A large Norwegian renewable energy generator has come to play in Scotland and is putting a serious chunk of money down on the table.
Statkraft, a state-owned firm based in Oslo, staked its claim in Scotland in September with a new office, but it already has a clutch of onshore wind projects in operation and has set aside millions for new projects over the next five years.
Head of business and project development Richard Mardon claimed Statkraft could be prepared to invest £600 million on Scottish projects through to 2025 – which equates to 75% of its planned global spend – with a number of schemes planned in Grampian and the Highlands.
The firm hopes to deliver 14 projects and has two in the planning phase, namely the 200 megawatt (MW) Energy Isles project on Shetland and the 40MW Slickly Wind Farm near Caithness.
It also has three operational wind farms in Scotland, two of which are in the Highlands.
Mardon said: “Our strategy, signed off by the board last summer, is to invest in 600MW of wind and solar generation by 2025 – that’s upwards of £800 million to a billion in investment. And up to three-quarters of that will be in Scotland.
“Our pipeline of wind projects can operate below the current market price so they are very capable of being built on a subsidy-free basis, but I’m not saying we don’t need some sort of support mechanism.”
Mardon is only too aware of the political issues surrounding onshore wind in the UK.
Scotland has become an attractive destination for many European wind firms, partly due to the blustery conditions, but also because England has set up a system where a local veto can effectively put the kibosh on any new offshore wind project before the ink is properly dry on the plans.
Mardon concedes that policy has “absolutely” had an effect on his firm’s decision about where to put its money in the UK.
He said: “The planning regime in England is tough. Thankfully, Scotland is windy and less densely populated.
“To get to that lowest cost situation, you really need to have the wind speeds that you’ve got in Scotland.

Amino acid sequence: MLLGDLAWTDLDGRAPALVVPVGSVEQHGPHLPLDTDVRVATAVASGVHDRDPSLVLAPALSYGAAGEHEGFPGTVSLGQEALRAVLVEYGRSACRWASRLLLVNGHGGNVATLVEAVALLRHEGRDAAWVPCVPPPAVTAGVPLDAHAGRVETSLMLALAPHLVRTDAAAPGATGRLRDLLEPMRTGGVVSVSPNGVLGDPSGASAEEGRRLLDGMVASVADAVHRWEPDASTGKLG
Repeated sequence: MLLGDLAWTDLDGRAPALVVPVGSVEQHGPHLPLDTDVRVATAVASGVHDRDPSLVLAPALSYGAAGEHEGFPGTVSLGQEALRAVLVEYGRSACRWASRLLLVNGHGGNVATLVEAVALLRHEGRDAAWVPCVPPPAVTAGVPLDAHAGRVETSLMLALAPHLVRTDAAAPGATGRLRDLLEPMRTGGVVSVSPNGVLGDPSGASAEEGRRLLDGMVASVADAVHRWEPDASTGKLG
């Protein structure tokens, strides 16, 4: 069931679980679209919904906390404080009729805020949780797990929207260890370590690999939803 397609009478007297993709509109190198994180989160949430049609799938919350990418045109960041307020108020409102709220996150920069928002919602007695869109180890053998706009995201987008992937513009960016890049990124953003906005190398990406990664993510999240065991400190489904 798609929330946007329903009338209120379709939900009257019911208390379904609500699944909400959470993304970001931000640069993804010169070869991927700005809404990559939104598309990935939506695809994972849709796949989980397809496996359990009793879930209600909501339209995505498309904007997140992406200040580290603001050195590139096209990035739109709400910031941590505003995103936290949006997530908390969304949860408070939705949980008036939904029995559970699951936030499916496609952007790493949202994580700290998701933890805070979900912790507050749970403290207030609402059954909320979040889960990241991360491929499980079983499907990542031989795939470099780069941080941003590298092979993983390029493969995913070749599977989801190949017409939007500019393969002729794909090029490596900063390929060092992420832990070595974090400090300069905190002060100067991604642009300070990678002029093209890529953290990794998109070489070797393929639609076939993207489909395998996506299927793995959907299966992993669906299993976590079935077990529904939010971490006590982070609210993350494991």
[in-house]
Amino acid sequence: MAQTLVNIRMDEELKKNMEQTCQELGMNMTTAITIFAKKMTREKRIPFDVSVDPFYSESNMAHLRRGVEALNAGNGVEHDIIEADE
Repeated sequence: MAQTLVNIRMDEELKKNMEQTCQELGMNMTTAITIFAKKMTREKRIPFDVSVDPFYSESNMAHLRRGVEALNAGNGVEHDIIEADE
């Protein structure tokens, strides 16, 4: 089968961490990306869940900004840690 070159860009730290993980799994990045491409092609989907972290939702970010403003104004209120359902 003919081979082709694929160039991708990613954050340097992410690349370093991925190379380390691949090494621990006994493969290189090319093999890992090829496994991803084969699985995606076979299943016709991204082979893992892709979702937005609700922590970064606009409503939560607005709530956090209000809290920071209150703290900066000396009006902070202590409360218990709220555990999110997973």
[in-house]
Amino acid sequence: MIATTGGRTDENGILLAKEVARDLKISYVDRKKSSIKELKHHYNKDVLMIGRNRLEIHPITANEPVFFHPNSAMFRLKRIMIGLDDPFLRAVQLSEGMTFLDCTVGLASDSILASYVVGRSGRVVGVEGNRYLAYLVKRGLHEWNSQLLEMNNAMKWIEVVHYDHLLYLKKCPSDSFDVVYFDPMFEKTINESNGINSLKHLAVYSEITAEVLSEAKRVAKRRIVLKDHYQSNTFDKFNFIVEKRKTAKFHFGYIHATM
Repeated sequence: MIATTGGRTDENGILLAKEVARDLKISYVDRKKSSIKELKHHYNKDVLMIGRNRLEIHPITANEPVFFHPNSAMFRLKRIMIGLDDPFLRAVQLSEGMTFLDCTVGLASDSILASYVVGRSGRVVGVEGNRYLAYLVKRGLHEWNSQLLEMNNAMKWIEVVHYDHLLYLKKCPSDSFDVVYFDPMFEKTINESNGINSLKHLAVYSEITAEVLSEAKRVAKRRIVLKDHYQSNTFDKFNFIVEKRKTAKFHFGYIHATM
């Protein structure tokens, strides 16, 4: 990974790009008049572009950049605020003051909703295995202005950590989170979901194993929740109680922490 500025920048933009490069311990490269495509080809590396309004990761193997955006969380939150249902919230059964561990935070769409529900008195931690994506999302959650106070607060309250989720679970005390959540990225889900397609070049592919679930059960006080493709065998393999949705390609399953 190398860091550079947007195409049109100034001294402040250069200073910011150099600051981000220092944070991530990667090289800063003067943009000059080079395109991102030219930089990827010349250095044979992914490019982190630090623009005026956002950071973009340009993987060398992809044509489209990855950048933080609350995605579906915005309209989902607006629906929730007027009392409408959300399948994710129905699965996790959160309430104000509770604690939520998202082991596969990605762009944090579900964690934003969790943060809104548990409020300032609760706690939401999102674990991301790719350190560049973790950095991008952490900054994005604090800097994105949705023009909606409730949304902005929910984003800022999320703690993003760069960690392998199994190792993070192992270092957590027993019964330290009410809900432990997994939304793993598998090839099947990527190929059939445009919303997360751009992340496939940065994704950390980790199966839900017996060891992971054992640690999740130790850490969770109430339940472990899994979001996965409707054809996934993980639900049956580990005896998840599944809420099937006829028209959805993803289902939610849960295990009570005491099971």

“The policy and planning situation is also positive. We’ve had a number of productive discussions with the Scottish Government.”
Statkraft only opened its Glasgow office space less than six months ago, but Mardon claims it will look to show its commitment by doubling its headcount over the next six months.
The firm also wants to hire locally to build-out its projects across Scotland.
Mardon said: “Scotland knows how to build things, which has helped us enormously through using a local supply chain over the last few years.
“We’re a big advocate of hiring locally and using local firms as part of our mandate.”
He believes Statkraft has some advantages in a competitive onshore wind market in Scotland, offering a route to market you will rarely see elsewhere. He said: “We’re very financially strong so we traditionally balance-sheet fund all of our projects so we don’t necessarily need to rely on banks.
“So we can be more comfortable with some risks than third party investors can be, we know what we’re doing in terms of wind and already have 400MW of power purchase agreements (PPAs) under our belt.
“We can offer that route to market but also need to hedge those risks out.”
However, the amount of UK onshore wind farms being built has declined rapidly over the last three years.
Mardon said the solution could come from those who have been accused of hampering it and wants government to incentivise wind developments to lower the overall cost of building projects – effectively a complete U-turn on UK government policy.
He said: “There are two different parts to this argument. One part is being able to build, develop and operate in a very low-cost way – and there’s no doubt that onshore wind is the lowest cost form of any new generation around at the moment.
“But you need to put in place a structure where you can actually sell that power.
“Grid connection is challenging, so even getting our electrons into the grid and getting a commercial structure in place for someone to buy the power is where the government should step in. It wouldn’t be a subsidy, it would be a contractual structure to enable more projects to be built and lower the cost. It’s a no-brainer, but policy still at Westminster is lagging behind.
“The amount of onshore wind in the UK has fallen off a cliff and it’s because of the current set-up.”
Asked how big Statkraft can get in Scotland over the next 10-15 years, he claims it is “looking at putting in three or four projects per year for the next three or four years to get to our total of about a gigawatt (GW).”
It also hopes to generate around £3m a year in community benefit for the local area.
Mr Mardon added: “If you look at the Committee for Climate Change report there’s a lot to do to get to the net zero carbon target in 2050.
“People question whether there could be a saturation of wind farms across the country but the fact of the matter is that only about 6% of land in Scotland is even able to be developed.
“But, that said, Scotland is still a big country and there are still plenty of areas that can be developed and even things like extension or repowering of projects could be a sensible approach.
“Statkraft is a long-term player who’s been in operation for 150 years. It is part of Norwegian culture and we want to do the same here.
“We are a long-term investor in community-based infrastructure projects and we’re totally committed to following that through.”